Beyond the ever-pressing political noise, David Capener sees a rising tide of new talent lifting all architecture here
A 499,000m invisible line carving its way across the island of Ireland has become a visible symbol of our pre-Brexit woes and perhaps, more importantly, the future stability of the Good Friday agreement — here be ghosts. Northern Ireland/the north of Ireland, my own personal dialectic, a place I love and, if I’m honest, sometimes hate. I hate living in a place where a simple punctuation mark like a slash has become a powerful signifier for 30 years of violence, immense pain and visceral anger — something I will never understand.
But, amid the noise, there are other things to talk about. Like new emerging architectural practices and older established firms who, as the tide of talent has risen, have risen too. It’s a story reflected in the 21 schemes shortlisted for this year’s Regional RIBA Awards here — a list three times longer than last year.
It is a pleasure to visit and write about many of these buildings. Most memorable so far this year was ARdMackel’s new building for Coláiste Feirste — the only secondary-level, Irish language school in Belfast. It’s a simple, low budget affair built into the prehistoric limestone hills of west Belfast; a handshake with the geographical history of ancient Gaelic-speaking inhabitants who walked its slopes. One to watch is the firm’s soon to complete Líonra Uladh, a broadcasting building for Irish language radio station, Raidió Fáilte.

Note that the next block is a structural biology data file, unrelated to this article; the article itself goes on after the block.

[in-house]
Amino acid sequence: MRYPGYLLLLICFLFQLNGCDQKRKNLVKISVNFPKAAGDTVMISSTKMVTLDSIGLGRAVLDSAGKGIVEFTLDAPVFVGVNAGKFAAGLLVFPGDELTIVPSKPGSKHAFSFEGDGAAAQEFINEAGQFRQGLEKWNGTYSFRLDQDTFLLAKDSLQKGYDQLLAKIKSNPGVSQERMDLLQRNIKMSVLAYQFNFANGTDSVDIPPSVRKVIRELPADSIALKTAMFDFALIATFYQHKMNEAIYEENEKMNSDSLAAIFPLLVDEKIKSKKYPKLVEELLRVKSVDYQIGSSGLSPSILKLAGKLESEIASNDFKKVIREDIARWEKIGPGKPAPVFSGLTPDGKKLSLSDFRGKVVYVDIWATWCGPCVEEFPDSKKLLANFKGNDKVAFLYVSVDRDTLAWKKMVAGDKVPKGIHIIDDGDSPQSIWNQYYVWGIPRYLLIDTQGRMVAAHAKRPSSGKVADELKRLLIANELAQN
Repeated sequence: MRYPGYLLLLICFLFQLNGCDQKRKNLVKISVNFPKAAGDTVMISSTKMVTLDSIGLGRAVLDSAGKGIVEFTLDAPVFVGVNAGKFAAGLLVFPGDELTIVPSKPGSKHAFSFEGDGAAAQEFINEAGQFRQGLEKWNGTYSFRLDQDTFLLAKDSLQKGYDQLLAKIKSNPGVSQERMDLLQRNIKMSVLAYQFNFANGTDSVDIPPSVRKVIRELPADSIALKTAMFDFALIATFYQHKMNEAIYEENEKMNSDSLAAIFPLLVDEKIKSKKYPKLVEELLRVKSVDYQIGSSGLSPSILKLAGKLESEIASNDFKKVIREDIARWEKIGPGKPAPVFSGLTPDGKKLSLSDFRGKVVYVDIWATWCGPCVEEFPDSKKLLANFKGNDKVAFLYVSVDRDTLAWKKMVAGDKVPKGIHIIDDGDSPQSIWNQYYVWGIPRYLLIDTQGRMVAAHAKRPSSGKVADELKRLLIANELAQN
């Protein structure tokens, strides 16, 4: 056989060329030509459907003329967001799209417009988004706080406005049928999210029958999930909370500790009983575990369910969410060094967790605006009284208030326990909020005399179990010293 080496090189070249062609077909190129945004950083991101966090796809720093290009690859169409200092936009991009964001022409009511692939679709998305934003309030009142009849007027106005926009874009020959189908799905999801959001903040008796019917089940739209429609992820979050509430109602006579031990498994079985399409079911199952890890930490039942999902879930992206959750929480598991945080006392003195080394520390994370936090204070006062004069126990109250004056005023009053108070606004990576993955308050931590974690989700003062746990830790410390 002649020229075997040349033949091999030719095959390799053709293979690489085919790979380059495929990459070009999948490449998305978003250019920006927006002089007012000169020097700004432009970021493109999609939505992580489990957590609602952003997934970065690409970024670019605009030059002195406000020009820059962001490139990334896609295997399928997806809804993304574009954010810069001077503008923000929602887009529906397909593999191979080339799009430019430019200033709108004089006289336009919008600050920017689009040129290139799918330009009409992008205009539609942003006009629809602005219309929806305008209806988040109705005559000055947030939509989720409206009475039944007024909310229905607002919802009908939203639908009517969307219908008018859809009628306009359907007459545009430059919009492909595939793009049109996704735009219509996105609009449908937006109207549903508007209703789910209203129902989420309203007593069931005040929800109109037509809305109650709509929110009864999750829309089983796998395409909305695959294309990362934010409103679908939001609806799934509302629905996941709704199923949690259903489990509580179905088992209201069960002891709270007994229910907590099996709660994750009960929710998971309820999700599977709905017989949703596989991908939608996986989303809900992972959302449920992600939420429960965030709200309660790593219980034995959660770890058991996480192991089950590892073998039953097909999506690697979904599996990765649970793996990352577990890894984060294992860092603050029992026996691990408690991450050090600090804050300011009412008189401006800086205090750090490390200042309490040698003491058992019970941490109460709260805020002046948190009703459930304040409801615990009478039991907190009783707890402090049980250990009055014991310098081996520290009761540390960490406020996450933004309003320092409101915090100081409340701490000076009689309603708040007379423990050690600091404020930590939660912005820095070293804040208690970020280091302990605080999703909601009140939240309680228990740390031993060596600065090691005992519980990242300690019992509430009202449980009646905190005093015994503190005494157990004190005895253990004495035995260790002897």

For many practices, the size of Northern Ireland and the complexities of procurement frameworks puts the focus mostly on small domestic projects. Among the bland white boxes of conveyor-belt ‘modernism’, in vogue particularly along the north coast, are a number of noteworthy residential schemes. One is the Micah Jones designed agricultural-barn-inspired ‘long house’ in Co Down — reflecting a diverse local vernacular, also present in the work of MMAS, Shane Birney Architects, Patrick Smyth, McGonigle McGrath and others.
What becomes of the invisible-visible line remains to be seen but in the midst of the noise, there are good things happening — things worthy of celebration. •
David Capener is a writer on architecture
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Isherwood + Ellis for Education Authority Northern Ireland.
McGurk Architects for Corriewood Estates.
Micah T Jones Architect for private client.
TODD Architects for Queens University Belfast.
BGA Architects for Henry and Denise Quinn.
Kennedy FitzGerald Architects for Newry, Mourne and Down District Council.
FAMILY architects designers makers for private client.
TODD Architects, with Hall Black Douglas for Western Health and Social Care Trust.
ARdMackel Architects for Coláiste Feirste.
d-on architects for Trustees of St. Bronagh’s Primary School.
Hall Black Douglas for STEP.
RMI Architects for Karl Group.